Lawrence Lariar

The Day I Died

A young man with nothing left to lose makes a bargain with death—only to welsh on the bet.
Lawrence Lariar was one the most popular cartoonists of the twentieth century. But from the 1940s through the 1960s, he also crafted a line of lean and mean detective and mystery novels under his own name as well as the pseudonyms Michael Stark, Adam Knight, Michael Lawrence, and Marston La France. Lariar now gets his due as a leading artist in hardboiled crime fiction.
Tom Coyne’s hardscrabble childhood and criminal career have left him with no friends, no family, and no prospects for the future. All he has now is a death wish. A criminal acquaintance from his past offers to make it come true—with a perk Tom can’t refuse.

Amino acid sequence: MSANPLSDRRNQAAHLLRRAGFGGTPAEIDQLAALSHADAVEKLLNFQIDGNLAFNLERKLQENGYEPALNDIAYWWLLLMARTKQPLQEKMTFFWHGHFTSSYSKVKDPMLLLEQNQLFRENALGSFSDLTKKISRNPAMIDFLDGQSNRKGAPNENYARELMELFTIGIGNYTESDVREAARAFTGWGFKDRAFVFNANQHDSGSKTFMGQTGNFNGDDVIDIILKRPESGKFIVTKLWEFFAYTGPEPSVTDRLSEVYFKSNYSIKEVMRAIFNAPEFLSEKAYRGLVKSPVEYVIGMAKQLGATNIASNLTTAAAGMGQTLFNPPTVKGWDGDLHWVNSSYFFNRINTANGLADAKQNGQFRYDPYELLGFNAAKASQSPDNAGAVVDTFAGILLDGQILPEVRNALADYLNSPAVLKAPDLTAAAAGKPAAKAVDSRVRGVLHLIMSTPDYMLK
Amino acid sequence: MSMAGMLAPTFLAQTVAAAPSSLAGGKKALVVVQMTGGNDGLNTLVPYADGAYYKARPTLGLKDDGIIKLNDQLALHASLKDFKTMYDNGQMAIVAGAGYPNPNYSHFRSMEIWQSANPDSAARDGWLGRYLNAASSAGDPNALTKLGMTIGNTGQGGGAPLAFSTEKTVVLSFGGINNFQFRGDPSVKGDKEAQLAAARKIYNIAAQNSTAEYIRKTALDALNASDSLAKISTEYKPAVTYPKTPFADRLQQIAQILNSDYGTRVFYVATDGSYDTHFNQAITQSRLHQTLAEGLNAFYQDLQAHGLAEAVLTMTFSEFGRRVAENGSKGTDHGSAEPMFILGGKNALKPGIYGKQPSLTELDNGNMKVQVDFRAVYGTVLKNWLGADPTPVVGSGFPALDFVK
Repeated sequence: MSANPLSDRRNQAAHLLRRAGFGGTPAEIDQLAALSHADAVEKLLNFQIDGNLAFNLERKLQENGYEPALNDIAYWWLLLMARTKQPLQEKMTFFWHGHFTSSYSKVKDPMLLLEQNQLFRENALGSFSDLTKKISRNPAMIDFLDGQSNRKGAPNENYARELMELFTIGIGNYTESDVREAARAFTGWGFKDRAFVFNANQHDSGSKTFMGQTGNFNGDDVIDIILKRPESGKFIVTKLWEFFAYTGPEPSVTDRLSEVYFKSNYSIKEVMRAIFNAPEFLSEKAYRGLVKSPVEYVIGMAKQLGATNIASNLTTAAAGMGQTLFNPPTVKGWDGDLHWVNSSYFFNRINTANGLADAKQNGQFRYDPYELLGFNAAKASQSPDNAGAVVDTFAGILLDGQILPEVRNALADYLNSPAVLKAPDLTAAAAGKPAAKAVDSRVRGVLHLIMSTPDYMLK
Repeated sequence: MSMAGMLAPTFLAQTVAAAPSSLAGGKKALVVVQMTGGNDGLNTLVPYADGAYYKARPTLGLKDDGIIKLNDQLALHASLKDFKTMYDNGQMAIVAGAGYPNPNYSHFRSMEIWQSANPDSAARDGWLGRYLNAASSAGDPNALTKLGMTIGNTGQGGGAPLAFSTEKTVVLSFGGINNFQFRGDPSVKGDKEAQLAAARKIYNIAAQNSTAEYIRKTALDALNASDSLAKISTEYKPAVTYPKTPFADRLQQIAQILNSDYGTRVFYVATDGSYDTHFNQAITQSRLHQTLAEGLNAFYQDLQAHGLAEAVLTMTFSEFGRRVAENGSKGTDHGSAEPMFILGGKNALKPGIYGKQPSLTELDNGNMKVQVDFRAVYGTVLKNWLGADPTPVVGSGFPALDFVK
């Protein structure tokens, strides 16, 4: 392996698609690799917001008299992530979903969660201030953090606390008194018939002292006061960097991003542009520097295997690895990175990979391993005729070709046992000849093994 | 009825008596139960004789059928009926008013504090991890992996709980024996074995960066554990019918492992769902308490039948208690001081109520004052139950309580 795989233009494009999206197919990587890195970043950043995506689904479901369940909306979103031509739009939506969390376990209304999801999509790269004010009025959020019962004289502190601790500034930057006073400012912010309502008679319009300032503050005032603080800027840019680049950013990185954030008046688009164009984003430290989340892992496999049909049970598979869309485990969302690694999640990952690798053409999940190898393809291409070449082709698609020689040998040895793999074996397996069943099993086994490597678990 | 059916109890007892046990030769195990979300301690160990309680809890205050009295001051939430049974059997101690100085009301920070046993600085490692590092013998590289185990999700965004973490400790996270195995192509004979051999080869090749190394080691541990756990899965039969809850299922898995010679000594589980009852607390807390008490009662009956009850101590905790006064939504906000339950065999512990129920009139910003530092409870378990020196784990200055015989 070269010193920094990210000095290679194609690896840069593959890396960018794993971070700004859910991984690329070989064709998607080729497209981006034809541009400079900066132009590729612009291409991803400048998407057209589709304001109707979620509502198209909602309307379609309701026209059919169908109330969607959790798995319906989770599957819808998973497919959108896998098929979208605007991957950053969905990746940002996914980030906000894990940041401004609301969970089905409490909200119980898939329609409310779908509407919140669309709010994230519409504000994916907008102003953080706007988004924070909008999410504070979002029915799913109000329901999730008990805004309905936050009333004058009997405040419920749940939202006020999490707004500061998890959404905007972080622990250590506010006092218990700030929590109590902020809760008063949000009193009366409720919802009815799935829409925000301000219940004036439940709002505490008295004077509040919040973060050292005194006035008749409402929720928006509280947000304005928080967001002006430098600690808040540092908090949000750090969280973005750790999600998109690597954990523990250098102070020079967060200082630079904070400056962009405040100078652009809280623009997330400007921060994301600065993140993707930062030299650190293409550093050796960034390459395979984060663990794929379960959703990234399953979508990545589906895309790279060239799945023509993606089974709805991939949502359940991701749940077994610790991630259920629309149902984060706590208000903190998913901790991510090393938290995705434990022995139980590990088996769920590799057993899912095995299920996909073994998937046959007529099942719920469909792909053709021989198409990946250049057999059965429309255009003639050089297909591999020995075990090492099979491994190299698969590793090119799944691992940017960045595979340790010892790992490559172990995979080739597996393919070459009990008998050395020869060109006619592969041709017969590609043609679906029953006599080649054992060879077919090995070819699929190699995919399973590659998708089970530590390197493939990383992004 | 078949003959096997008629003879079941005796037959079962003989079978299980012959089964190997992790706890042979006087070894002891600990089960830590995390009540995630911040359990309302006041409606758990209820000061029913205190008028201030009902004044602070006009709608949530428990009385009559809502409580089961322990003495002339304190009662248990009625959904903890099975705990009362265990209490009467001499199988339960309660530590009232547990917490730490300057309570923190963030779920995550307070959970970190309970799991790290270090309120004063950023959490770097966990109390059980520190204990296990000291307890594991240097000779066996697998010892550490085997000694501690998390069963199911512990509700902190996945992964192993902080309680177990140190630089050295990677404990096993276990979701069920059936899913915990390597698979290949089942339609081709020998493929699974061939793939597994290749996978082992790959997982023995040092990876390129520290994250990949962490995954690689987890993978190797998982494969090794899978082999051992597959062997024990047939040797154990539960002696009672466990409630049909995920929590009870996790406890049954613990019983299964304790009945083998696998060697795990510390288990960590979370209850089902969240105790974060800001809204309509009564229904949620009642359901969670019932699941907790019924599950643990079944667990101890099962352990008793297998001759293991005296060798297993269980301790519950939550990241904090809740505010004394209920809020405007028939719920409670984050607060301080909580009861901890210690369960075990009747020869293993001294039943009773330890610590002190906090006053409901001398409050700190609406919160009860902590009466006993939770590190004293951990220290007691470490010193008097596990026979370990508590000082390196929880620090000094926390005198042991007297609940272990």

He’ll give Coyne ten thousand bucks to go out with a bang on booze and pricey dolls on the beaches of Miami. Just one small trade off: an unexpected “accident” when Coyne’s time is up, and his benefactor will collect on his life insurance. What could go wrong?
For starters, her name is Sue. The sweetest, most openhearted girl Coyne has ever met. Dammit if she hasn’t given him a reason to live. And with the hot breath of a hired killer on his neck, a reason to run.
232 printed pages
Original publication



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